The other reason I find it plausible is that Söring quite obviously still harbors an obsessive hatred for Elizabeth Haysom. Even in this most recent interview, which came out just today (and is, unfortunately, another journalistic clusterfuck), all you have to do is listen to Söring’s tone of voice when he talks about her. When they met in court and it became clear to him that she was going to voluntarily return to the USA and almost certainly testify against him, his rage must have been titanic. I can easily imagine him leaping over a bench and attacking her. And she has stated twice that he did so, in open court, in front of millions of people (if we include the TV audience) who could have disproven what she said.

Now to my bleg: The hearing in London apparently happened in February of 1987, assuming the above dates are accurate. I don’t know whether extradition hearings were public in the UK at this time. If they were, and if reporters were there, there would be likely be some record of this incident in the British press. Yet I can’t find anything. Does anyone who is reading this have any insight into this? Perhaps someone has access to a press database which might help shed some light? Any help would be greatly appreciated!

4 thoughts on “A Bleg: Did Söring Attack Elizabeth Haysom in Court?”

  1. Andrew,

    Please see page 214 of Ken Englade’s ‘Beyond Reason’. About the woman she had never seen before who tried to attack her… This incident was not in the next morning’s London Times, Englade noted. This was at Kingston Crown Court on Dec. 17, 1986.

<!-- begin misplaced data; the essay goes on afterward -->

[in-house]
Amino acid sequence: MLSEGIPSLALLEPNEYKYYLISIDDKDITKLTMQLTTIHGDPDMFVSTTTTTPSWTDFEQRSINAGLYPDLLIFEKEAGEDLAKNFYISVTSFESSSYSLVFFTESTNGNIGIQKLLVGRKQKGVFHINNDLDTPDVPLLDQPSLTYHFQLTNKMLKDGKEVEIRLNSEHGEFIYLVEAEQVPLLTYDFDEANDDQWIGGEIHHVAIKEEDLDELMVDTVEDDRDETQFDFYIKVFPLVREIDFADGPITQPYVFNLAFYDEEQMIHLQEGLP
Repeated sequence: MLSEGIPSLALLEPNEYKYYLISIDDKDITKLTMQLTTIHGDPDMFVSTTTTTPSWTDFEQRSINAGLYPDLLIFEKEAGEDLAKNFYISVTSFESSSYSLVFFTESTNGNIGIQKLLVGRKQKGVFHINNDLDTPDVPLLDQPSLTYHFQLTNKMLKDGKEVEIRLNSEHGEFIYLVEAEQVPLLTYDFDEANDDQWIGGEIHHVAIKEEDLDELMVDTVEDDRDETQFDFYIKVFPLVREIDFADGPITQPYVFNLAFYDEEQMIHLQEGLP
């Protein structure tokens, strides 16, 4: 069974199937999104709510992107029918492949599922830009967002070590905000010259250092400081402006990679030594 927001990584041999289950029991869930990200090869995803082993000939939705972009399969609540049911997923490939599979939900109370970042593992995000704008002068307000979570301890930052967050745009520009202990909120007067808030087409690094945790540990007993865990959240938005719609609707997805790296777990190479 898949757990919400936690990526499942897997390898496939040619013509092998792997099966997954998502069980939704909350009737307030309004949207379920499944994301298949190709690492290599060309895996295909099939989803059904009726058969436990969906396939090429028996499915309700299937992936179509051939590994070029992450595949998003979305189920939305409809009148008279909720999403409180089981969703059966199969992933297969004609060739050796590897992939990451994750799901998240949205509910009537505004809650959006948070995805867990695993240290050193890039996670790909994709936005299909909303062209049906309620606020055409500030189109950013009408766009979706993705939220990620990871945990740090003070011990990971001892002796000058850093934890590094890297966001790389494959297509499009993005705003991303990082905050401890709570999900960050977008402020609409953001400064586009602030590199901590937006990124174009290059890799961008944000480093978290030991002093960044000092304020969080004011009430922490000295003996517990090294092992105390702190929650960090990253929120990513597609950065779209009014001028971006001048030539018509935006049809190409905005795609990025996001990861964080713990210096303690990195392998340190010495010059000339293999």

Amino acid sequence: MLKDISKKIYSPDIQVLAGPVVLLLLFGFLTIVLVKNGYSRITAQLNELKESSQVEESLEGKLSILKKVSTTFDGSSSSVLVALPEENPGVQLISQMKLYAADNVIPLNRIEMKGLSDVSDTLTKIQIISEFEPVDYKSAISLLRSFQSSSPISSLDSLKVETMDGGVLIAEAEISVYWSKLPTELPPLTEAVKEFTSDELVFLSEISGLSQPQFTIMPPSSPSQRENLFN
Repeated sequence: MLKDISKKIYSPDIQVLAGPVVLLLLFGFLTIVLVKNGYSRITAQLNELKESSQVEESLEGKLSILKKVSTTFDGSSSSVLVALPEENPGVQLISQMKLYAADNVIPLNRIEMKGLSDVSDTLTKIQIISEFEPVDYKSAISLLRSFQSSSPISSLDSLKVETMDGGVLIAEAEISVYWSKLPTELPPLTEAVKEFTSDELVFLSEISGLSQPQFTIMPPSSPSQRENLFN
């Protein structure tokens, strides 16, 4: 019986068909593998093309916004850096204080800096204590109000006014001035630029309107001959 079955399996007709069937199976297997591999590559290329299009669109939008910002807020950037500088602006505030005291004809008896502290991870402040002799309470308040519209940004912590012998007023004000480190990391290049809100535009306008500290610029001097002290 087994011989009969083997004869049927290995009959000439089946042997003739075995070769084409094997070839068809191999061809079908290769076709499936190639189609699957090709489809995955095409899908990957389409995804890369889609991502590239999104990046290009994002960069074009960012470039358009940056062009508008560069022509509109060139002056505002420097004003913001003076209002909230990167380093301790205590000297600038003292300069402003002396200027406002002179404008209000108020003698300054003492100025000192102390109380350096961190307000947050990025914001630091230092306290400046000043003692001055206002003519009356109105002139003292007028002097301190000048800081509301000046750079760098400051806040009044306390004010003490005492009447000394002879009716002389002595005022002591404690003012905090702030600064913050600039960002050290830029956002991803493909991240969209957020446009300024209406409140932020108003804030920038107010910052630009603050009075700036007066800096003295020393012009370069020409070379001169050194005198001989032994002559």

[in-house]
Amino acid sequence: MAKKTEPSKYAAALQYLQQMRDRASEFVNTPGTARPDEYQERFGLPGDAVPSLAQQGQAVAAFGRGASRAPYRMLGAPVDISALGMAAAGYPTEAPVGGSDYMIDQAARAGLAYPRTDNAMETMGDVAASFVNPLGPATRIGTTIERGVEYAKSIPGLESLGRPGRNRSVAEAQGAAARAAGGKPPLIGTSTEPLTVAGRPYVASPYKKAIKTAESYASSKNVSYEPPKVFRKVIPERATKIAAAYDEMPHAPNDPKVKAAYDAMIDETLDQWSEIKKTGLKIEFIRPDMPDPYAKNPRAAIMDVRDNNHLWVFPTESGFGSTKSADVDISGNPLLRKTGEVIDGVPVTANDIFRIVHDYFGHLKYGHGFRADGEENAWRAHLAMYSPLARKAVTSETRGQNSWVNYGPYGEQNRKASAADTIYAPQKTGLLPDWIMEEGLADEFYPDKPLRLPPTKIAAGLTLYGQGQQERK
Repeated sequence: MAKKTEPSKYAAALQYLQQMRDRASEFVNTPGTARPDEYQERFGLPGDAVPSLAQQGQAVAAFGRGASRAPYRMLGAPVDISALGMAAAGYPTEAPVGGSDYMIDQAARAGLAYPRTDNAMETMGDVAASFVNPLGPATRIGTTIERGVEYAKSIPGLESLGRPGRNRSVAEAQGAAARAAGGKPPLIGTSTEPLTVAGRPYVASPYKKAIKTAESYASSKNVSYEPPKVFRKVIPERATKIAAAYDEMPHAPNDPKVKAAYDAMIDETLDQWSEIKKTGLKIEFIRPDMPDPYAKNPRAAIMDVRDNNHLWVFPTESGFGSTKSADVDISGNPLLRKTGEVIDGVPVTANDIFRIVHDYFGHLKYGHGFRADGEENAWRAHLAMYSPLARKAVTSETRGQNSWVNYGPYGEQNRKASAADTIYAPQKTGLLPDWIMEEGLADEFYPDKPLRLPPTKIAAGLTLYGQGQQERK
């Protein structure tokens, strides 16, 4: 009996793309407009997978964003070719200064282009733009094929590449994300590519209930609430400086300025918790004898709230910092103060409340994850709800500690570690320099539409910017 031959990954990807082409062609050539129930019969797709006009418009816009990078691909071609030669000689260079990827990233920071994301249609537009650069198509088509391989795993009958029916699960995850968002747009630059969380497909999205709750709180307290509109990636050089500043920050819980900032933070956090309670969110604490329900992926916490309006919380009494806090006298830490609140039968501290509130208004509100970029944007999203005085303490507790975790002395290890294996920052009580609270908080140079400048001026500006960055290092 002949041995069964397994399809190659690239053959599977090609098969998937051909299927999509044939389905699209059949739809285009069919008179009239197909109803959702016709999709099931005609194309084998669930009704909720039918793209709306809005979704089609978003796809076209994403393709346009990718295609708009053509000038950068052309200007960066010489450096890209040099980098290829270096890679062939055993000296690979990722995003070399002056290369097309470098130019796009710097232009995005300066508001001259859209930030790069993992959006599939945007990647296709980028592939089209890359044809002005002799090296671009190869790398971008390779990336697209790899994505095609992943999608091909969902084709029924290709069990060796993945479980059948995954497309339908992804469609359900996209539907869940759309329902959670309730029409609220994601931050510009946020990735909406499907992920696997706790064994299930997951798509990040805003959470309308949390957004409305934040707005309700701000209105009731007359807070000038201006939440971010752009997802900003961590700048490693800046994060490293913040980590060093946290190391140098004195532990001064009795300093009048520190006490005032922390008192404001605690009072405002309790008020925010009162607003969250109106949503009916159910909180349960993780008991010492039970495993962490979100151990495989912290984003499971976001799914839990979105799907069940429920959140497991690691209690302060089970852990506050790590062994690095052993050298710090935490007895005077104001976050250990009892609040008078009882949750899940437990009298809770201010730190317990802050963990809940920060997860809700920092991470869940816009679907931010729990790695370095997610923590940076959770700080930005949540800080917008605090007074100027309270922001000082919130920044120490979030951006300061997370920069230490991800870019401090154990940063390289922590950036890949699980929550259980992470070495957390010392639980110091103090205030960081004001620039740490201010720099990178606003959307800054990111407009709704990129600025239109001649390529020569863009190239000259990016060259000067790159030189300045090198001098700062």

Soering wrote her on Dec. 18, 1986, from HMYO Prison Chelmsford, Essex, obviously after he had been returned there. There is no mention of this incident, of course, because it didn’t happen. (My take.) He noted that she looked as if she had been ill, when they met again. He had been long looking forward to seeing her again.If he had watched something like this happen to her in court he would have been in despair. (Let’s face it. This is a love story.)

    The letter starts: Dear Sweetie, Stop being such a bloody idiot. I do not know why you think you have to do this to yourself and me,but stop it and stop it now.”

    In this letter Soering gives his arguments why she should not accept extradition. It was obviously being discussed in court the day before.

    And we know that legal issues about their case that finally reached the matter of extradition had been discussed in letters between them for quite some time. Jens’s arguments in the Dec. 18 letter are legal arguments, but then there is something else. He feels it is the “abandoning of their love”. I conclude that he doesn’t want her to leave. If she leaves, there will be no more letters. It will really be over.

    There are several letters in January and February, and they are loving. When was this incident supposed to have happened? If, on May 8, 1987–and just don’t have some of this in front of me–but if he flew off the handle and became enraged during the hearing at Bow Street Court, and actually tried to strangle her, why did the members of the extradition squad with whom I talked at Bedford not notice this? They were studying Elizabeth Haysom very carefully. They considered her to be a hard woman. There must have been at least five or six Scotland yard officers involved in the case in court that day. And the London papers were all over this case. I think the first up-to- date photo of EH ever in the press appears in the Friday, June 6, 1986 Daily Mail under the headline “Black Magic Love.” Was that the one that Barker suddenly threw down on the table in front of Jens?